The first step to getting help is recognizing the problem. If you’re concerned your child or teenager may be suffering from oppositional defiant disorder, learn more about the signs and symptoms to watch for.
Learn about oppositional defiant disorder
Oppositional defiant disorder (ODD) is a childhood disorder typically defined by patterns of hostility, disobedience, and defiance directed at adults or other authority figures. Children with Oppositional defiant disorder may also display angry and irritable moods and act out in argumentative and vindictive behaviors and in most cases symptoms can significantly be reduced with proper treatment. While all children will participate in oppositional and defiant behaviors as they begin to test boundaries and try to assert their independence, children with oppositional defiant disorder take these types of behaviors to an extreme. These children will do things with the sole purpose of causing conflict or annoying those around them. They do not care about the consequences that could potentially result from any of their actions.
Oppositional defiant disorder statistics
Oppositional defiant disorder is believed to be one of the most common behavioral disorders diagnosed in children. While its true prevalence is still under debate, it is estimated that 10.2% of children will develop ODD. However, approximately two thirds of children who are given a diagnosis of oppositional defiant disorder will overcome their symptom, with studies showing that 70% of those previously diagnosed with ODD are no longer displaying symptoms by the time they reach the age of 18.
Causes and risk factors for oppositional defiant disorder in children and teens
As is true of all behavioral disorders, the specific causes that might be attributed to the onset of ODD cannot be narrowed down to any one specific factor. Instead, it is believed that a combination of factors work together towards causing a person to develop the symptoms of oppositional defiant disorder. The following are some examples of the different causes and factors that may be attributed to the development of ODD:
Genetic: It is common for children who are diagnosed with oppositional defiant disorder to have family members who also suffer from some form of mental illness. This fact suggests that there is most likely a genetic component that leads a person to have a higher susceptibility towards developing ODD.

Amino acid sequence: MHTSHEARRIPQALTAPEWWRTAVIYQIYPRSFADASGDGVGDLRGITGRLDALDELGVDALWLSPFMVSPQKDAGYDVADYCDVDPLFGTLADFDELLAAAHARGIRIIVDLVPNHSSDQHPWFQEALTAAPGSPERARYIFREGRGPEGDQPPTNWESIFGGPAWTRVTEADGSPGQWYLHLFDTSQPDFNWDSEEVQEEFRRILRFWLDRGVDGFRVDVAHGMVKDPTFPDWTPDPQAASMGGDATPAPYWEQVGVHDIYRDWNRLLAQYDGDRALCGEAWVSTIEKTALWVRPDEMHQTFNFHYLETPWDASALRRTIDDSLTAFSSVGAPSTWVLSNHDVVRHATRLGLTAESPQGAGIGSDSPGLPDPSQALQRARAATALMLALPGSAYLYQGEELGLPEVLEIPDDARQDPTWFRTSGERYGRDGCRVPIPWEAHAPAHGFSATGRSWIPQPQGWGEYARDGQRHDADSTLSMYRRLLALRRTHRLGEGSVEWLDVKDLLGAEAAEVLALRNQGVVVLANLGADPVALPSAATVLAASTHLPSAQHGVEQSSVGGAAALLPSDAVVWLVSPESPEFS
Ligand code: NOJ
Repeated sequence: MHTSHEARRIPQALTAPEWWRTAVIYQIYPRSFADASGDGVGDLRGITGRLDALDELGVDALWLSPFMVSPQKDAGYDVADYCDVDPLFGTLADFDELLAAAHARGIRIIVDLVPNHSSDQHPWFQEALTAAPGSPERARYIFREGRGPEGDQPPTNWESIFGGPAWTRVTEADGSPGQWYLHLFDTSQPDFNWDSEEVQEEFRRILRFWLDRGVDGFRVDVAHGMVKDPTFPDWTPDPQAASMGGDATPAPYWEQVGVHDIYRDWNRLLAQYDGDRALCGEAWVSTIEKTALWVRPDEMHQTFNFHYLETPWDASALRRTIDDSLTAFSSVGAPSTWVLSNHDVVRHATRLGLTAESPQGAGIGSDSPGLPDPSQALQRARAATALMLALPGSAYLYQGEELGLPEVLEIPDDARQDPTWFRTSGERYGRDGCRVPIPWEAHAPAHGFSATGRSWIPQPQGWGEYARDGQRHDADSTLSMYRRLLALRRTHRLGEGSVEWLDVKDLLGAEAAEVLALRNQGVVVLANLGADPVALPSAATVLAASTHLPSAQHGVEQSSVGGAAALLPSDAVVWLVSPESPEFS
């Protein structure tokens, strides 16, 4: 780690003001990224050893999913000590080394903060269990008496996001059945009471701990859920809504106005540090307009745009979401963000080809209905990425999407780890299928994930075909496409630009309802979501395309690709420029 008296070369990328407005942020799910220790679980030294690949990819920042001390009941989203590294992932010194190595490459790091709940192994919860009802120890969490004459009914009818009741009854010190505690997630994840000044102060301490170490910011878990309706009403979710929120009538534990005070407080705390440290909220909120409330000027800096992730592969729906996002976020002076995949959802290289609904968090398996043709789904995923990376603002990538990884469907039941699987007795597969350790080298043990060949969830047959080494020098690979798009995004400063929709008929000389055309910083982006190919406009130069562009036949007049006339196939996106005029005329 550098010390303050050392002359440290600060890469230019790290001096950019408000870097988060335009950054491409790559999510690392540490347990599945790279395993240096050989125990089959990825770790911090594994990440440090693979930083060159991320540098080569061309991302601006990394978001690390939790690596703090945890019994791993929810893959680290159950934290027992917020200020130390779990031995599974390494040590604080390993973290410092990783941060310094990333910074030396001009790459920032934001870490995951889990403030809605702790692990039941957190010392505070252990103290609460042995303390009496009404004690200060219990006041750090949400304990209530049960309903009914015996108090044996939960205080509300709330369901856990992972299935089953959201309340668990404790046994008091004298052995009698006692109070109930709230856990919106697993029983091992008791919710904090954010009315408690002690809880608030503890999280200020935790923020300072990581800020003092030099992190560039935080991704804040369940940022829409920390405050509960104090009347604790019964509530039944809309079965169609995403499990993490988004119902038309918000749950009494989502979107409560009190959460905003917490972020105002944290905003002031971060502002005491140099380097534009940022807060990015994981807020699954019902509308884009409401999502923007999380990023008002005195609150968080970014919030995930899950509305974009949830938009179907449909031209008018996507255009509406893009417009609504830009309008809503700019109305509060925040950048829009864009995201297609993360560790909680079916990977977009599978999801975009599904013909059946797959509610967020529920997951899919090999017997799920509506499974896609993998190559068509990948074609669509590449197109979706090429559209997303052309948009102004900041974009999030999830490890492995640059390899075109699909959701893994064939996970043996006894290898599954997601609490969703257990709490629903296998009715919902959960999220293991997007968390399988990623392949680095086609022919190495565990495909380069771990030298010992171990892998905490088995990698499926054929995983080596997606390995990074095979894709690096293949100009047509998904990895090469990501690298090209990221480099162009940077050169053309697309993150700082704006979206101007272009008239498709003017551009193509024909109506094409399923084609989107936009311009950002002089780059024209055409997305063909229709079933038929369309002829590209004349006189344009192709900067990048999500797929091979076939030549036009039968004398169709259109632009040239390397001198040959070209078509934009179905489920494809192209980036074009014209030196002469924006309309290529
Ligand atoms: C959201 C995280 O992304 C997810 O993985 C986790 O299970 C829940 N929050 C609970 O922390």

Physical: The presence of abnormal amounts of certain brain chemicals have been linked to the existence of oppositional defiant disorder. These brain chemicals (neurotransmitters) work towards helping to keep the other chemicals in the brain balanced properly. When an imbalance exists, and messages within the brain are no longer communicating properly, symptoms of ODD may occur.
Environmental: The environment in which a person lives is believed by some to have a significant effect on whether or not he or she will experience the onset of ODD. If a child is surrounded by a somewhat chaotic home life where things like violence and arguments are prevalent, it would not be unreasonable to assume that the child could begin acting out at as a result. Similarly, if children are exposed to violence, or have friends who behave in destructive, reckless manners, they too are more likely to begin exhibiting symptoms that are typical of the onset of oppositional defiant disorder.
- Dysfunctional home life
- Repeated exposure to violence
- Family history of mental illness
- Family history of substance abuse
- Lack of parental involvement / inconsistent parenting (e.g. inconsistent discipline)
- Experiencing abuse and/or neglect
Signs and symptoms of oppositional defiant disorder in children and teens
The signs and symptoms of ODD will vary from child to child. There also tends to be a significant difference in how symptoms present in girls as opposed to how they present in boys. The following are various examples of different signs and symptoms that maybe be indicative that a child has oppositional defiant disorder:
- Excessive arguing
- Refusing to follow rules
- Frequently throwing temper tantrums
- Acting hostile towards others
- Blaming others for their own negative behaviors
- Seeking revenge, even when unwarranted
- Blatant and repeated disobedience
- Willingly destroying friendships
- Easily and frequently becoming frustrated
- Experiencing difficulty concentrating
- Lacking the ability to, or refusing to, think before speaking
- Low self-esteem
- Persistent negativity
Effects of oppositional defiant disorder in children and teens
Children who do not receive treatment for their symptoms of ODD may end up suffering from long-term effects that follow them into adulthood. Some examples of these effects may include:
- Social isolation
- Difficulty or an inability to develop and maintain meaningful relationships
- Academic failure
In some cases, children who do not receive treatment will grow up to have conduct disorder in their teenage or young adult years. If it still continues to be untreated, adolescents with conduct disorder may go on to develop antisocial personality disorder.
Oppositional defiant disorder and co-occurring disorders
Oppositional defiant disorder can occur alongside many different mental illnesses, some which have symptoms that overlap one another. Examples of the most common disorders that co-exist with ODD include:
- Anxiety disorders
- Attention-deficit hyperactivity disorder (ADHD)
- Bipolar disorder
- Depressive disorder
- Intermittent explosive disorder
- Substance abuse disorders